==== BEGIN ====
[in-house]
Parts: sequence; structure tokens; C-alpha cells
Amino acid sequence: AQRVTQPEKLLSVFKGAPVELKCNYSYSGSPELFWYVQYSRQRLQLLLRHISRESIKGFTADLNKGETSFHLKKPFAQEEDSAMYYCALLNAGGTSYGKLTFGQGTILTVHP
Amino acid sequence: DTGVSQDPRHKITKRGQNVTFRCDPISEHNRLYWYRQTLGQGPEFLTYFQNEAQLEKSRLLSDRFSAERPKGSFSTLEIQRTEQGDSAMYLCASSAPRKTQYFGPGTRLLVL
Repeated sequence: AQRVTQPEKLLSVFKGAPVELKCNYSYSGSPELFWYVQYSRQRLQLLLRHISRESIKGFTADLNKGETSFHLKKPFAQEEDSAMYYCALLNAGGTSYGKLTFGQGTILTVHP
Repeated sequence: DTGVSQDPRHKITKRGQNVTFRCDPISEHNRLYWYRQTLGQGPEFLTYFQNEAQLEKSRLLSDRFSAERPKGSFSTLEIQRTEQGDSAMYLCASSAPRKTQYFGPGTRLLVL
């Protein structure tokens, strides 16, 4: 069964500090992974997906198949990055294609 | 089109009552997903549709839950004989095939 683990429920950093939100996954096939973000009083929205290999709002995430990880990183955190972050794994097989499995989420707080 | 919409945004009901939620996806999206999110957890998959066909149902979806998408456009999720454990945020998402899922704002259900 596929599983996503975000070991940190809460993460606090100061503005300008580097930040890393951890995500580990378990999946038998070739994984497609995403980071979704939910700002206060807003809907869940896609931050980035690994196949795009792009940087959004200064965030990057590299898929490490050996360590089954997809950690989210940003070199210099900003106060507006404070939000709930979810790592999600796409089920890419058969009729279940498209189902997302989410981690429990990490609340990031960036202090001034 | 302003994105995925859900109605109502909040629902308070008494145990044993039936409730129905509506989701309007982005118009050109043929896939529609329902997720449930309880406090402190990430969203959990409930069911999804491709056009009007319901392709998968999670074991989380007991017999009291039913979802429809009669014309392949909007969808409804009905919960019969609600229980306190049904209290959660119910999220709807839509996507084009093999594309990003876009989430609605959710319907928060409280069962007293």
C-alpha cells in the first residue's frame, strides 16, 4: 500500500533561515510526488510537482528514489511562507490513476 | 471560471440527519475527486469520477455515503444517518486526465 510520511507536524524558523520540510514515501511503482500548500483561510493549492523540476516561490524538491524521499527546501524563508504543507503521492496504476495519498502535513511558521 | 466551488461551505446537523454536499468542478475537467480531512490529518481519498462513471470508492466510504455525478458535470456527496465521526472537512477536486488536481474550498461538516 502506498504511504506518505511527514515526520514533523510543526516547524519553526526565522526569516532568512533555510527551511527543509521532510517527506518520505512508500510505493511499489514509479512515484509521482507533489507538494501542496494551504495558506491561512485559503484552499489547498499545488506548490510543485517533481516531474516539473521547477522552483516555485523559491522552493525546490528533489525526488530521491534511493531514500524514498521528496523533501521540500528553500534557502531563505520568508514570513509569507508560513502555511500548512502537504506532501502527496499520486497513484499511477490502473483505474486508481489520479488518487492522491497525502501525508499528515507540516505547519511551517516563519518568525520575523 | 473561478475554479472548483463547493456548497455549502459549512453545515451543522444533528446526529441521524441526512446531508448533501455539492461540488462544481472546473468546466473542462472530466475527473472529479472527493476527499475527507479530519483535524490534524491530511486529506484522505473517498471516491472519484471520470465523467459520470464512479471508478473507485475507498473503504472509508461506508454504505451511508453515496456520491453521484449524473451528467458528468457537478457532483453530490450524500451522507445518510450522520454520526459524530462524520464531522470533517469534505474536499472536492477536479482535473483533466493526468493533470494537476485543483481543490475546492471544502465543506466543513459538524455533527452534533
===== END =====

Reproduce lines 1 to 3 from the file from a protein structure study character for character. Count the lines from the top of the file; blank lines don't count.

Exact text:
[in-house]
Parts: sequence; structure tokens; C-alpha cells
Amino acid sequence: AQRVTQPEKLLSVFKGAPVELKCNYSYSGSPELFWYVQYSRQRLQLLLRHISRESIKGFTADLNKGETSFHLKKPFAQEEDSAMYYCALLNAGGTSYGKLTFGQGTILTVHP